A year later, Avance Waco partnered with our Outreach Center to serve as one of their educational facilities. With programs tailored primarily to Hispanic/Latino families Avance teaches preschool children and their parents educational and life skills to enable children to be successful in school. GED ad ESL classes are also offered.

Now, both Spanish and English voices fill the halls of St. Alban’s. The people of St. Alban’s are receiving “on-the-job-training” on how to become a multicultural community.

St. Alban’s Outreach Center now serves four times as many people in the community than we did when we operated a school. We have four outreach partners each paying rent to the parish. The parish has also grown by leaps and bounds; average Sunday attendance is up over 60% from 2005. We now have parishioners who do not remember us ever operating a school. A new day of resurrection has truly dawned.

Yet the road has not been easy. The leadership and I realized one day that we were calling the organizations in our buildings “tenants,” which was really not very welcoming. So we changed our vocabulary and call the people sharing our buildings “outreach partners.” I brought a jar into vestry meetings with the word “tenant” on it and big red X over that word. If any vestry member used the word “tenant” instead of “outreach partner,” a dollar was put in the jar! To foster further partnership, each outreach partner is assigned a parishioner to be a liaison, to strengthen ties between the parish and each outreach organization. Also, a joint bilingual Bible study and lunch last fall with the Avance staff and church staff did wonders in increasing understanding and cooperation.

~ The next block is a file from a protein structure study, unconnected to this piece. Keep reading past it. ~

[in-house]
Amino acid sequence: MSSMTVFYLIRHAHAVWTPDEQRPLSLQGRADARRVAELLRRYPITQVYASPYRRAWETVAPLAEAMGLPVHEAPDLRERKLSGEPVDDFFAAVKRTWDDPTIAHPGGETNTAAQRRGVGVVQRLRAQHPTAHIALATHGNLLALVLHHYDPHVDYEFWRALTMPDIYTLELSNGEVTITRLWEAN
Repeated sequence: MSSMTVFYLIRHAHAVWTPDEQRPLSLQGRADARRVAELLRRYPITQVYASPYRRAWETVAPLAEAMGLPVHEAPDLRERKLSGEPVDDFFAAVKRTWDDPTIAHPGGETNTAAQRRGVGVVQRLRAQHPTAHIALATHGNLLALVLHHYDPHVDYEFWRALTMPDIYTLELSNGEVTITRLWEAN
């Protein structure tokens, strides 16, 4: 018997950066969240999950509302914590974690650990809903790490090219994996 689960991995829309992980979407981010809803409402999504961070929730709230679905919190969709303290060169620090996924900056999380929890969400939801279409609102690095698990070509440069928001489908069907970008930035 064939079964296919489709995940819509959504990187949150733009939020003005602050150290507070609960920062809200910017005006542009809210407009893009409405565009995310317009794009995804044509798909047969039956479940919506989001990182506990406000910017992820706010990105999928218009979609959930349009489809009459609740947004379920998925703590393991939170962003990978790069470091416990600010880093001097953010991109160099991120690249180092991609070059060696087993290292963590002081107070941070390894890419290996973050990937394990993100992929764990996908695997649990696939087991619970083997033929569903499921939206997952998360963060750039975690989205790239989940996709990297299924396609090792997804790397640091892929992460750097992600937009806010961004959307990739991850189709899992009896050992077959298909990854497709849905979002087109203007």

We are slowly changing our values, continually thinking of others outside the church walls, continually remembering our story of resurrection, the story of St. Alban’s Outreach Center emerging from the tomb of St. Alban’s School. What nuggets can we share from the story of St. Alban’s Outreach Center?

  • Believe that, in our Baptism, we have already been killed – and resurrected. So what else can be done to us?
  • Think like a church planter. What would you do if you had an empty tomb of a building?
  • Be enablers of ministry, not gatekeepers, by saying “go for it” to 99% of the ideas in your ministry setting. So what’s the big deal if it fails?
  • Don’t be afraid to bury that dead ministry in the tomb. Don’t we really believe in resurrection?

At St. Alban’s Episcopal Church in Waco, Texas, our people have truly experienced resurrection, making us less fearful to try more new things for God. At St. Alban’s, we believe in Jesus, who sits on the throne and says: “Behold, I make all things new.”

The Rev. Jeff W. Fisher has been the rector of St. Alban’s Episcopal Church in Waco, Texas, since 2006. In the last five years, the parish has experienced unprecedented growth in membership, pledged income, and attendance.

This article is part of the January 2011 Vestry Papers issue on Healthy Practices